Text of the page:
6. Know What Is Expected of You
It’s critically important to set proper expectations so that you know how to exceed them. While everybody loves to hear warm, fuzzy, and optimistic things during the onboarding process like “With your experience, you’ll be performing in no time,” you need to iron out exactly what “performing” entails. Does that mean hitting quota in two weeks? Two months? A year?
If you don’t do this now, you could be blamed for, say, an unexpected team shortfall. Emotions always rise at the end of month and quarter, and this immunizes you from that. Save everyone the headache and create SMART goals (simple, measurable, actionable, realistic, and timely) and come up with exact numbers on what you will be expected to deliver and review it with your manager.
The bottom line: Get your manager’s expectations in writing.
7. Create a Plan That’s Actually Based on Reality
Management hired you and they’re excited about your potential—you plan to go in swinging and deliver your number faster than anyone else has before. But be extra careful about setting expectations too high.
I know plenty of sales reps that have optimistically forecasted doing 200% percent of their number in their first month because they were feeling good about it. Two months in, that was not the case. As you might expect, they’d fallen short and like Icarus, flew too close to the sun. Don’t put yourself in this position.
It’s far better to under-promise and over-deliver. These first few months are your chance to set a good and lasting impression with your boss, so aim to be the guy or gal who called 60% and delivered 80%, not the other way around.
The bottom line: Be realistic and create a plan that’ll allow you to over-deliver and post that goal on your desk.
8. Silo Your Activities for Efficiency
Trying to create lists, prospect, take notes, and strategize your next move all at the same time is a lot like trying to change gears on the freeway: you’ll create unnecessary friction and sparks will fly. That constant switching back and forth will wear out your transmission (brain).
So, break up different tasks like you’re on an assembly line and hit them one at a time: analyze your territory in one sitting. Come up with a list of companies and contacts in one sitting. Email through the list in one sitting. Call through the list in one sitting. Basically, do all your freeway driving one day and all your around-town errands the next. You’ll achieve a much higher top speed and get a whole lot more done with a lot less mental strain.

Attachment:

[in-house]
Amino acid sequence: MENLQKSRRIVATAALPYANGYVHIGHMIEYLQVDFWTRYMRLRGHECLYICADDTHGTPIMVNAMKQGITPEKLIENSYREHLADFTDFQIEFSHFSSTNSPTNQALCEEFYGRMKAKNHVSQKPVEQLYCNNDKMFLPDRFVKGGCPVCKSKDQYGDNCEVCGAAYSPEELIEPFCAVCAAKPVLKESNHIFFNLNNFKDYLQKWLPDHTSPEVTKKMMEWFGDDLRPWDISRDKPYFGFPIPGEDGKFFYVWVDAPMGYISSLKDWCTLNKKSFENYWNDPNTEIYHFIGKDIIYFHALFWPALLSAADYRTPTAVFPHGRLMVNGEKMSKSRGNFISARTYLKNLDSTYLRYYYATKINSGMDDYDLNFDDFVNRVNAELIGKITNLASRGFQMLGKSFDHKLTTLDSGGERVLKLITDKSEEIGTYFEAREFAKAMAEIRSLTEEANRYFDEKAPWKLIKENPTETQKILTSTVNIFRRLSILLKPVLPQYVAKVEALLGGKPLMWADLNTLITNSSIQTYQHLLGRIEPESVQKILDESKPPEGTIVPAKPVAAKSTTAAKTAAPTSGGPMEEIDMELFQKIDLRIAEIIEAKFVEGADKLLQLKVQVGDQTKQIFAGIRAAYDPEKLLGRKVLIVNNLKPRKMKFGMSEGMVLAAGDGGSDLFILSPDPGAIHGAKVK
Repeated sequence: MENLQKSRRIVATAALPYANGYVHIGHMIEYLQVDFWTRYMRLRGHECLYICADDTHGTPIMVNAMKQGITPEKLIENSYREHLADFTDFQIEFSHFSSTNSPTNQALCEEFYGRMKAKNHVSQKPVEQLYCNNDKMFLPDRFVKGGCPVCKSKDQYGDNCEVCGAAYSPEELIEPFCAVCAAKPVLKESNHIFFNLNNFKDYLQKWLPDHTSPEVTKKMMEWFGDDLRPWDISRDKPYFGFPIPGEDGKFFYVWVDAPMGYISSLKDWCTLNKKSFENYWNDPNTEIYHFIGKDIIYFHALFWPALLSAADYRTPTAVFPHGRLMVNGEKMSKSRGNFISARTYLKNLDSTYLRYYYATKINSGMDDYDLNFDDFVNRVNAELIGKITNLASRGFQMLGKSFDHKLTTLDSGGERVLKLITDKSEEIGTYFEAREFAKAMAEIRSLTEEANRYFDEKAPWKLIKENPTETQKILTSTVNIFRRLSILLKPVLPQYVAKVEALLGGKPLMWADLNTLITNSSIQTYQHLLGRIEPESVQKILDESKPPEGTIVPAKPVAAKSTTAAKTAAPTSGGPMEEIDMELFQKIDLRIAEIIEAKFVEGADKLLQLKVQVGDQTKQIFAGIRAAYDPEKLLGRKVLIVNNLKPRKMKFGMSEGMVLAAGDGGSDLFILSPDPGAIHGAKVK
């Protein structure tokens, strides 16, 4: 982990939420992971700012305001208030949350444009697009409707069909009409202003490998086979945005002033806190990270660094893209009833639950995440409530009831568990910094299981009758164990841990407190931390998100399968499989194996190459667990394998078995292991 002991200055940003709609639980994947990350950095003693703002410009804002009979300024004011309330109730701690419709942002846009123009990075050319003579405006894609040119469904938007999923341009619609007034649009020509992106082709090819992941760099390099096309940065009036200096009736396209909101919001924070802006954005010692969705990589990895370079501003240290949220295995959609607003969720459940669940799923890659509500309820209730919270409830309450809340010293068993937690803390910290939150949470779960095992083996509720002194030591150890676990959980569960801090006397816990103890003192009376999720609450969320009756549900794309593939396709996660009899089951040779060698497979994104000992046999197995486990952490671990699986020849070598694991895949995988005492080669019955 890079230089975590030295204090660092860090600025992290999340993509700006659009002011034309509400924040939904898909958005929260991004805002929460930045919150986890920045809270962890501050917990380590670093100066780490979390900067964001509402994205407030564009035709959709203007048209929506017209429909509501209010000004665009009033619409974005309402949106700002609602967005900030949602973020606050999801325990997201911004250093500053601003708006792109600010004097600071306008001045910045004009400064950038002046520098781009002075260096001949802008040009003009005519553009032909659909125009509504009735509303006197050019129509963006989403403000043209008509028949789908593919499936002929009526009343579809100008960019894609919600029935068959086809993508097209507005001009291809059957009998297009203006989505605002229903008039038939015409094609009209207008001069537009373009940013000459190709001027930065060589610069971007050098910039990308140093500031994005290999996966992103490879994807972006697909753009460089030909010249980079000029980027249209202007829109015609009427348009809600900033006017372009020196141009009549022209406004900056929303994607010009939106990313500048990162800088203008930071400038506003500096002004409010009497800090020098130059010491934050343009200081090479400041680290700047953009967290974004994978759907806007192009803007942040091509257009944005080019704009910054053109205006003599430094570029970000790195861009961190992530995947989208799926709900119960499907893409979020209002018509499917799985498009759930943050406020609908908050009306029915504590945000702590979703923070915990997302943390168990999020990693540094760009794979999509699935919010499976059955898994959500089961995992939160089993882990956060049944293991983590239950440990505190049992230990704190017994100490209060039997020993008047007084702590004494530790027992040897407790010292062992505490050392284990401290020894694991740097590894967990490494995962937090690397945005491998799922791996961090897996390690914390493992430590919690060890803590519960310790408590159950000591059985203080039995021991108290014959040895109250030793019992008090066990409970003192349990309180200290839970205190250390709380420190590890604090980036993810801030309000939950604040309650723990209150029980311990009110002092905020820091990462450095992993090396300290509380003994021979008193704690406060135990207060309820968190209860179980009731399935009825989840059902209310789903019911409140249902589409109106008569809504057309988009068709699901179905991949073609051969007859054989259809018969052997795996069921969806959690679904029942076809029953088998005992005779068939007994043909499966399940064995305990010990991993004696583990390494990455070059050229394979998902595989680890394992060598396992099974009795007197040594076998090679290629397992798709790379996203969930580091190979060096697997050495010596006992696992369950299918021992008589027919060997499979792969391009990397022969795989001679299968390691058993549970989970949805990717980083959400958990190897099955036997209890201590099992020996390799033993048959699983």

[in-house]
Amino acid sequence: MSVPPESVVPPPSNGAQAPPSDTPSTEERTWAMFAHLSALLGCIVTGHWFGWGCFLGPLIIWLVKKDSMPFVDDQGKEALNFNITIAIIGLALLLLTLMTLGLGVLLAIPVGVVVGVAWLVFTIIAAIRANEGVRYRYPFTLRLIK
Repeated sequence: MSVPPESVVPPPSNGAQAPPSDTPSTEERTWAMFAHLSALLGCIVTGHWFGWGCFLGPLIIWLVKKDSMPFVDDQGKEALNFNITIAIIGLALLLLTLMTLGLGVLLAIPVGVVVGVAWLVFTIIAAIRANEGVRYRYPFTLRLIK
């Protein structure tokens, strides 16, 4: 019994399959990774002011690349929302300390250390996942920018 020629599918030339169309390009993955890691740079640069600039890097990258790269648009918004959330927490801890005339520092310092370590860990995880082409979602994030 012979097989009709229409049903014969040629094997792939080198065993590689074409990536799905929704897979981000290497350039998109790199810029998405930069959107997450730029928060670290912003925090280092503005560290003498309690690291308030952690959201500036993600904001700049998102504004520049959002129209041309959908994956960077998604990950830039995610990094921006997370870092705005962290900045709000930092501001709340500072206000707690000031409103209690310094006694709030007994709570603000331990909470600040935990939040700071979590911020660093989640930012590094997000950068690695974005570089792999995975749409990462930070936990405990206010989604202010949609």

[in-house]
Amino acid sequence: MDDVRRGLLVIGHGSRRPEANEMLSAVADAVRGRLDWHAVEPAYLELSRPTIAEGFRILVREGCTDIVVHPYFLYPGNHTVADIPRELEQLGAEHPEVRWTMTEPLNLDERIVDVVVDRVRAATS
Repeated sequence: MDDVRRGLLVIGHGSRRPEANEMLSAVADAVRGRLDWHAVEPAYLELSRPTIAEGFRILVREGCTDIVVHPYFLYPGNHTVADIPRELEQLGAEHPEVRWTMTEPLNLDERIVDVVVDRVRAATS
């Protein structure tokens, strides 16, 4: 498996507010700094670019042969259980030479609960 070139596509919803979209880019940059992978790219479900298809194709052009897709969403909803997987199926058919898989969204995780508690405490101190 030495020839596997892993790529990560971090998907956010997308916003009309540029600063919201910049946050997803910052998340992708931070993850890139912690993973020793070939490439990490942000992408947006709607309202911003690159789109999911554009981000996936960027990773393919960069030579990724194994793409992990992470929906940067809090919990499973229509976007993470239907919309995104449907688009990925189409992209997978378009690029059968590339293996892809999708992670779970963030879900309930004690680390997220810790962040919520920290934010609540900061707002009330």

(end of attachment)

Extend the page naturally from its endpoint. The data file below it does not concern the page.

The bottom line: Tackle your activities one at a time.
9. Activity is Not Productivity
There is a powerful learning curve to getting started in sales. At first, you won’t know what’s productive and what isn’t. Instead of sweating it, think of yourself as a scientist in a lab trying different combinations of chemicals in order to make a serum. Every experiment gets you one step closer to the answer.
And like a scientist, don’t get emotionally attached to the outcomes. As Einstein said, “I have not failed. I’ve just found 10,000 ways that don’t work.” After a few weeks or months, you should start to narrow down your focus to just those subject lines, objection-responses, and activities that were promising and achieve a far greater efficiency at selling.
The bottom line: Stay open to change and keep trying new combinations until you find what works.
10. Lean on Your Resources to Do the Selling
In sales, your job is to develop new business. Note carefully that nobody said that you had to do it alone. Just like you lean on your mentor, lean on your resources like solutions consultants, your manager, and even your company’s executives to help get it done. They want you to close your first deal, and you get to watch them work their magic and soak it all up. Once you get that morale-boosting first sale under your belt, then you can start to take things into your own hands and run the next one.
The bottom line: Don’t fight alone—ask for help closing your first deal.
11. Pay It Forward
“When I am tempted to criticize I will bite my tongue; when I am moved to praise I will shout from the roofs” – Og Mandino.
Go ahead and buy a few bottles of wine now to keep in your desk drawer. Why? Because in a successful sales environment, wine bottles are the “thank you” currency. Hand them out when people help you with things, like your co-worker in legal who stayed late to help you close a deal.
And when you’ve finally gotten a grasp on things, share your knowledge just as freely. Extend a hand back down the ladder that you just climbed up and help others just as you were helped. This is your opportunity to create the virtuous helping culture that we all want to be a part of. Pay it forward.
Feeling better about being new to the role? Good. Now, it’s time to put these tips into action. Have your own to add? Share them in the comments below!